Albertz notes the different terminology used by Deuternomy and Ezra/Nehemiah for “foreigners” and “people of the land” and “nations in the land”.  Ezra/Nehemiah, of course, is in Albertz’s view most probably from the Persian era when Judeans were returning in Persian times to their homeland from their Babylonian exile.

Thus it is not possible to bring Deuteronomy and Ezra-Nehemiah into a literary coherence. (33)

For Albertz, the differences in terminology and character of the two works — Deuteronomy and Ezra/Nehemiah — testify to the unlikelihood of them both coming from the same time in the relatively small population province of Persian Yehud. The works are too different for us to imagine them coming from the same place and time, especially given the small size of that place at that time.

Further, we must accept that when Ezra/Nehemiah speaks of a reading of the Law, it is referring to the reading of Deuteronomy (Neh 13:1-2; Deut 23:4). Hence Deuteronomy must have existed “a long time” prior to Ezra/Nehemiah (33).

Besides, Albertz continues, in the time of Josiah the multiple population groups within the kingdom of Judah would have merged more or less into a single cultural entity, so Josiah’s call for religious reform would have been aimed at the remnants of idolatry that had crept in when the Assyrians had dominated the area. The Assyrians had by Josiah’s time since left, leaving Judah a newly found independence, Albertz suggests.

Argument 3: 

Philip Davies followed S.A. Geller (2000: 273-319) who stated that Deuteronomic legislators support an individual concept of covenant that would constitute a close parallel to the book of Nehemiah. Geller thinks that a new examination of Deuteronomy would conclude ‘that the collectivity of the covenant community barely masks the fact that it is a radically new type of association of individuals’ (2000: 300). Geller and Davies have rightly pointed out that many laws of Deuteronomy stress the responsibility of the individual, like Deut. 13.7-12. (33)

That is, Deuteronomy and the “evidently” Persian era Nehemiah share the same concept of a covenant between the individual and God as distinct from the supposedly pre-Persian notion of a collective national covenant.

Albertz replies:

Yes, Deuteronomy does contain the idea of an individual responsibility but this does not negate the notion of collective responsibility. Thus, for instance,

the rule of Deut. 24.16 that a son should not be punished for the sins of his father and vice versa is only valid for human jurisdiction. If God’s jurisdiction is involved, then Deuteronomic legislators know a collective responsibility for appeasing God’s anger (e.g. Deut. 21.1-9). And the same is valid for the Deuteronomic concept of covenant: in all passages where it is unfolded in some detail (Deut. 26.16-19; 28.69-29.28) it is always a collective ‘you’ who enters into the covenant with YHWH. (33f)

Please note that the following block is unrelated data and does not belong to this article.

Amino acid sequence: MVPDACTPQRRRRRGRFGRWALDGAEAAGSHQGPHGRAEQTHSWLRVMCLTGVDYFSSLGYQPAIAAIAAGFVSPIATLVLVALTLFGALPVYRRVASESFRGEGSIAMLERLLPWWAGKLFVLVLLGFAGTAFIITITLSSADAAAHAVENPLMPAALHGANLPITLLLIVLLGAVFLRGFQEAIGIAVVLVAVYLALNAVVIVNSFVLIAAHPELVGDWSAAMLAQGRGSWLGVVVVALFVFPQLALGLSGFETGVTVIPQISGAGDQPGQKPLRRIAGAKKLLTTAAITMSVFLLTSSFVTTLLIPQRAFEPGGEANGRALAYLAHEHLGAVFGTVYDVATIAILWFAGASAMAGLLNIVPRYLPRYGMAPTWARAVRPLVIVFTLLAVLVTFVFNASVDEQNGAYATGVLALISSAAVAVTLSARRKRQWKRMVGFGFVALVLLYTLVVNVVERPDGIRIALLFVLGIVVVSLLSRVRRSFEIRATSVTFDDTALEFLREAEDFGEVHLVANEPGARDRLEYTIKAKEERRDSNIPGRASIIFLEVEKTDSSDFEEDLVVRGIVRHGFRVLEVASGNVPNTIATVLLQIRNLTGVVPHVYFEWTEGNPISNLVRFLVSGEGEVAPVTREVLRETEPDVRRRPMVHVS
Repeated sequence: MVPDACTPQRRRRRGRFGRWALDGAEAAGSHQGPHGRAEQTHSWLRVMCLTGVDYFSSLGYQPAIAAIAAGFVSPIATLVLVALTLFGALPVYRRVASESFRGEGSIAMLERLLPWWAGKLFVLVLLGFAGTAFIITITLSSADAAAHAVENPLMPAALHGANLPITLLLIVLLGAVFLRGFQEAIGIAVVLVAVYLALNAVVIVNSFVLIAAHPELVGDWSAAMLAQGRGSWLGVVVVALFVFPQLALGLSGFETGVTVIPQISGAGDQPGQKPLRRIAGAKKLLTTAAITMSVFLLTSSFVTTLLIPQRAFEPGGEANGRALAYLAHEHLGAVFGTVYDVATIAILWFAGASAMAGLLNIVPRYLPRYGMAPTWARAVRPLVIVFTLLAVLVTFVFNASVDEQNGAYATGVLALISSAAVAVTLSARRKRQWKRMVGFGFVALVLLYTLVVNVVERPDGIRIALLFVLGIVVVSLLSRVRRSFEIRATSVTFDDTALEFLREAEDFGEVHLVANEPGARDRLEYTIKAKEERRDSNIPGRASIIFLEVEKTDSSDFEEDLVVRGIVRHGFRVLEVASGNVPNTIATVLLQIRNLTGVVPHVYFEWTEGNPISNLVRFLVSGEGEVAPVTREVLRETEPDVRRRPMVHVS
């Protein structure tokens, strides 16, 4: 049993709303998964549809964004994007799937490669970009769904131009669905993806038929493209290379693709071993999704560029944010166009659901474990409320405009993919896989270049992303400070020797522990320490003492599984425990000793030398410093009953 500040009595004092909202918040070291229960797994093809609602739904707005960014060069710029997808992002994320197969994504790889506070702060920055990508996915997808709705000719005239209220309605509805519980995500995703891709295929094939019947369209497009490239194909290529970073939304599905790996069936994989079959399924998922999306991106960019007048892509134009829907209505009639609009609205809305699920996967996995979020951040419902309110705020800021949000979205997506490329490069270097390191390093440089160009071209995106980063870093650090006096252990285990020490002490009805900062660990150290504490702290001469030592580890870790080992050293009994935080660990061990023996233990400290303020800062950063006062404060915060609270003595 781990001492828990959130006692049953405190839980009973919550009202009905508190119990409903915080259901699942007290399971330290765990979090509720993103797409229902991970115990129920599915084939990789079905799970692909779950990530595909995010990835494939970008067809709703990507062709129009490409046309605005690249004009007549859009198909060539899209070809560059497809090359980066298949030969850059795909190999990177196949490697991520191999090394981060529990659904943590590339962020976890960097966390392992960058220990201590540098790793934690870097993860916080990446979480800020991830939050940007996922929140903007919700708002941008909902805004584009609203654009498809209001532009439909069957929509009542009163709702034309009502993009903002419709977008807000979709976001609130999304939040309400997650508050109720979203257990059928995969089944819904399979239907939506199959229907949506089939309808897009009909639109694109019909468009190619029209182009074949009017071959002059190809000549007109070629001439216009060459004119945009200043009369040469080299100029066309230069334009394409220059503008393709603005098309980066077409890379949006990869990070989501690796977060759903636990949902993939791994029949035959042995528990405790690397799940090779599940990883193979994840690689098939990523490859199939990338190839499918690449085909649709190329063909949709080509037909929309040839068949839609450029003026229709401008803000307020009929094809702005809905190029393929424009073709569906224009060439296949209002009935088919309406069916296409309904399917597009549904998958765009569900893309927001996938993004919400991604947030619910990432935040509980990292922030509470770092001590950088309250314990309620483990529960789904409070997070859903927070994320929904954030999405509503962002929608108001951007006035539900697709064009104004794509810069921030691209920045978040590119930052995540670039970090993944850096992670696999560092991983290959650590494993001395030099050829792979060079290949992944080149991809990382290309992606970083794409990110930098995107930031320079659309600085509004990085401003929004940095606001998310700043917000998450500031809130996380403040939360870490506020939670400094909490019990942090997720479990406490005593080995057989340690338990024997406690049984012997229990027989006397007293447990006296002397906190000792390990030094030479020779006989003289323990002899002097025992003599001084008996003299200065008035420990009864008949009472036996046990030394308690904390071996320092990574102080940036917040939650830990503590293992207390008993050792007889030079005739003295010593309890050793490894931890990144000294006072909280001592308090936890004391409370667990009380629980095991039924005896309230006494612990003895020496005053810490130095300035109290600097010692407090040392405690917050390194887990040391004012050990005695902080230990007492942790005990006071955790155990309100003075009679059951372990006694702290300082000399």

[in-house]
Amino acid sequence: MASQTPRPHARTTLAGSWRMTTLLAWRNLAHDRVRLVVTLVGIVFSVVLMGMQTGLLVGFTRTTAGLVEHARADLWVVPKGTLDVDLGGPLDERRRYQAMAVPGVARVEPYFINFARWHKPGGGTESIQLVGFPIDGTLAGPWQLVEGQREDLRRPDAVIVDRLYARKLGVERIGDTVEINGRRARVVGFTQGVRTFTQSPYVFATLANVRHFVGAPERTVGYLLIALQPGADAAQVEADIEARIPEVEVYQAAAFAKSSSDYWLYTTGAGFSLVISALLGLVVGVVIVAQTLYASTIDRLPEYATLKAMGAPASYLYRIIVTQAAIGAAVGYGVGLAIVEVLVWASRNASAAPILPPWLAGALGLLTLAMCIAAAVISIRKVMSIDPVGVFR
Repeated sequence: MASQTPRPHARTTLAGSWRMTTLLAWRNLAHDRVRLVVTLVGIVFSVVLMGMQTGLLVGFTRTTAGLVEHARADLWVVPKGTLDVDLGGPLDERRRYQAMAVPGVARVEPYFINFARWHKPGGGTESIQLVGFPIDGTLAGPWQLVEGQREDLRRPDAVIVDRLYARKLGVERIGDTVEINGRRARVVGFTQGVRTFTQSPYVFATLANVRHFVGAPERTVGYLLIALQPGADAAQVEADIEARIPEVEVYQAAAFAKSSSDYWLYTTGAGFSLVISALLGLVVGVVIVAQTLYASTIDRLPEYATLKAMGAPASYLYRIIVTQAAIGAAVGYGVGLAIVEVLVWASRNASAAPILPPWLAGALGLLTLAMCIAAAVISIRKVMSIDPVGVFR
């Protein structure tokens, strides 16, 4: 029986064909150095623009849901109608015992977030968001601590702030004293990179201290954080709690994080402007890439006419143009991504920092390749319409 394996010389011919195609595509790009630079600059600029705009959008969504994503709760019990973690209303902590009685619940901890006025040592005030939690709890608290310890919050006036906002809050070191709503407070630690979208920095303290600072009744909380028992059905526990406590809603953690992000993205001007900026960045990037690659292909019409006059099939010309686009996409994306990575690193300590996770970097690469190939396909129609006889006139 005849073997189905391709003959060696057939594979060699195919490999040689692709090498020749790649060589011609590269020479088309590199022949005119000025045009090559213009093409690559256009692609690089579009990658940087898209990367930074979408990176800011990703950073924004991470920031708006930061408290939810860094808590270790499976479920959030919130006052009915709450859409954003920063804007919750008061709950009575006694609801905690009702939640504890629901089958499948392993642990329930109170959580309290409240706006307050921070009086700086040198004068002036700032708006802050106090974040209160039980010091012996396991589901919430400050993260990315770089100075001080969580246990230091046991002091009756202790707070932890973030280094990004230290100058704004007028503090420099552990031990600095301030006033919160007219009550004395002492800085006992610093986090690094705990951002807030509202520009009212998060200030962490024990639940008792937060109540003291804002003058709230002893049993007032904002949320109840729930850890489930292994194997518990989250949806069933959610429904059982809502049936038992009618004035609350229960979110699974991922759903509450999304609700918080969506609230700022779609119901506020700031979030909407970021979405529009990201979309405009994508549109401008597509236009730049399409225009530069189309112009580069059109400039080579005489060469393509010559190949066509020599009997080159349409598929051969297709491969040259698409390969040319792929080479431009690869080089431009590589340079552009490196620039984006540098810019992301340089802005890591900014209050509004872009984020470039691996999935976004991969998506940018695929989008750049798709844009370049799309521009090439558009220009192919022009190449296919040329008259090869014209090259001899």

Deuteronomy, Albertz reminds us, has often been thought to have been influenced by the Assyrian vassal treaties that hold a king and his subjects collectively bound in loyalty to the Assyrian king.

This collective shape of the Deuteronomic concept is a heritage of the Assyrian vassal-treaties, which gave the model. A closer comparison between the shapes of covenant in Deuteronomy and Ezra/Nehemiah reveals a decisive difference: what had been a collective covenant in accordance with the vassal-treaties in Deuteronomy became in Ezra 10 and Nehemiah 10 an individual commitment according to private contracts; no longer God but only the community made the agreement, and all leaders of the families of the different groups of society signed personally that they were going to commit themselves to specific moral and religious duties. Not by chance does a different terminology for such a self commitment ( אמנה instead of ברית ) occur in Neh. 10.1. These differences in the covenant concepts are so fundamental that it is unlikely that both could come from the same post-exilic period. In my view, the parallels between the Deuteronomic concept of covenant and the Assyrian vassal-treaties make a dating in the seventh or at latest in the sixth century more probable.25

Argument 4: 

Then there is the law in Deuteronomy that neuters the king of all his privileges and traditional powers.

Davies mainly pointed out that the radical limitations of monarchical power made in 17.16-20 were completely unrealistic: ‘There are no plausible explanations why a king should accept a reform that deprives him of the essential powers of monarchy, justice and warfare’ . . .  (34)

Albertz:

Admittedly, the law of kings sounds unrealistic to us; the question remains whether a later date would make its utopian concept more realistic. Moreover, there is no hint in the text that its author was looking forward to the restoration of an idealized kingship (cf. Nelson 2002: 223), in contrast to many exilic and postexilic prophetic texts. Every attempt to date Deut. 17.14-20 in the Persian period is confronted with the problem that this law still held on to the divine election of the king according to the Davidic theology (Ps. 89.4,20), whereas the Davidides disappeared from the political stage after the failure of Zerubbabel 519/518 BCE. (34)